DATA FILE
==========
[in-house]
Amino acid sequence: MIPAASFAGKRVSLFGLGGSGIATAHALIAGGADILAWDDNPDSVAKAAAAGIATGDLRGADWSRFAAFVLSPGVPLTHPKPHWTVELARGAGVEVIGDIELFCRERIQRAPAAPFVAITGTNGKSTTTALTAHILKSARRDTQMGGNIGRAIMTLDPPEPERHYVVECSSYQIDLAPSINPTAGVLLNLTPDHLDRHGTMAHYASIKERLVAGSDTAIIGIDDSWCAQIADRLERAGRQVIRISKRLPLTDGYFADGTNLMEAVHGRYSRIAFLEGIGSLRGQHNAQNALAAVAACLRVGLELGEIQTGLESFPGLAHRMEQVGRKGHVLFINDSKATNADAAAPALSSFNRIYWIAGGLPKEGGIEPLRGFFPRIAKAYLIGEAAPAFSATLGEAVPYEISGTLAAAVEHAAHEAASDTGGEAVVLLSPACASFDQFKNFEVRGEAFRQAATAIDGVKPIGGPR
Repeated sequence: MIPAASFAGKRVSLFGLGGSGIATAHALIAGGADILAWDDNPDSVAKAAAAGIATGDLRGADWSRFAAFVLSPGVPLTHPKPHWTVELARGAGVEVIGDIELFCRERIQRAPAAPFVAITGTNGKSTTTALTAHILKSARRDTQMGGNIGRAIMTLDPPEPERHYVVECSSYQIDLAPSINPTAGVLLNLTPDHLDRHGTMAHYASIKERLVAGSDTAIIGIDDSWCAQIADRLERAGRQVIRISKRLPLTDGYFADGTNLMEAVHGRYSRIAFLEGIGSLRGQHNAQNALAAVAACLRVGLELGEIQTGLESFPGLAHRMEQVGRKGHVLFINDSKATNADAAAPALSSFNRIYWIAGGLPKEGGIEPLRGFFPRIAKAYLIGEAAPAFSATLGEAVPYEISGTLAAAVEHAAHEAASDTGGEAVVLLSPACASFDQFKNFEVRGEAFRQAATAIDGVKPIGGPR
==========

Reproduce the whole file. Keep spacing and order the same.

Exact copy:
[in-house]
Amino acid sequence: MIPAASFAGKRVSLFGLGGSGIATAHALIAGGADILAWDDNPDSVAKAAAAGIATGDLRGADWSRFAAFVLSPGVPLTHPKPHWTVELARGAGVEVIGDIELFCRERIQRAPAAPFVAITGTNGKSTTTALTAHILKSARRDTQMGGNIGRAIMTLDPPEPERHYVVECSSYQIDLAPSINPTAGVLLNLTPDHLDRHGTMAHYASIKERLVAGSDTAIIGIDDSWCAQIADRLERAGRQVIRISKRLPLTDGYFADGTNLMEAVHGRYSRIAFLEGIGSLRGQHNAQNALAAVAACLRVGLELGEIQTGLESFPGLAHRMEQVGRKGHVLFINDSKATNADAAAPALSSFNRIYWIAGGLPKEGGIEPLRGFFPRIAKAYLIGEAAPAFSATLGEAVPYEISGTLAAAVEHAAHEAASDTGGEAVVLLSPACASFDQFKNFEVRGEAFRQAATAIDGVKPIGGPR
Repeated sequence: MIPAASFAGKRVSLFGLGGSGIATAHALIAGGADILAWDDNPDSVAKAAAAGIATGDLRGADWSRFAAFVLSPGVPLTHPKPHWTVELARGAGVEVIGDIELFCRERIQRAPAAPFVAITGTNGKSTTTALTAHILKSARRDTQMGGNIGRAIMTLDPPEPERHYVVECSSYQIDLAPSINPTAGVLLNLTPDHLDRHGTMAHYASIKERLVAGSDTAIIGIDDSWCAQIADRLERAGRQVIRISKRLPLTDGYFADGTNLMEAVHGRYSRIAFLEGIGSLRGQHNAQNALAAVAACLRVGLELGEIQTGLESFPGLAHRMEQVGRKGHVLFINDSKATNADAAAPALSSFNRIYWIAGGLPKEGGIEPLRGFFPRIAKAYLIGEAAPAFSATLGEAVPYEISGTLAAAVEHAAHEAASDTGGEAVVLLSPACASFDQFKNFEVRGEAFRQAATAIDGVKPIGGPR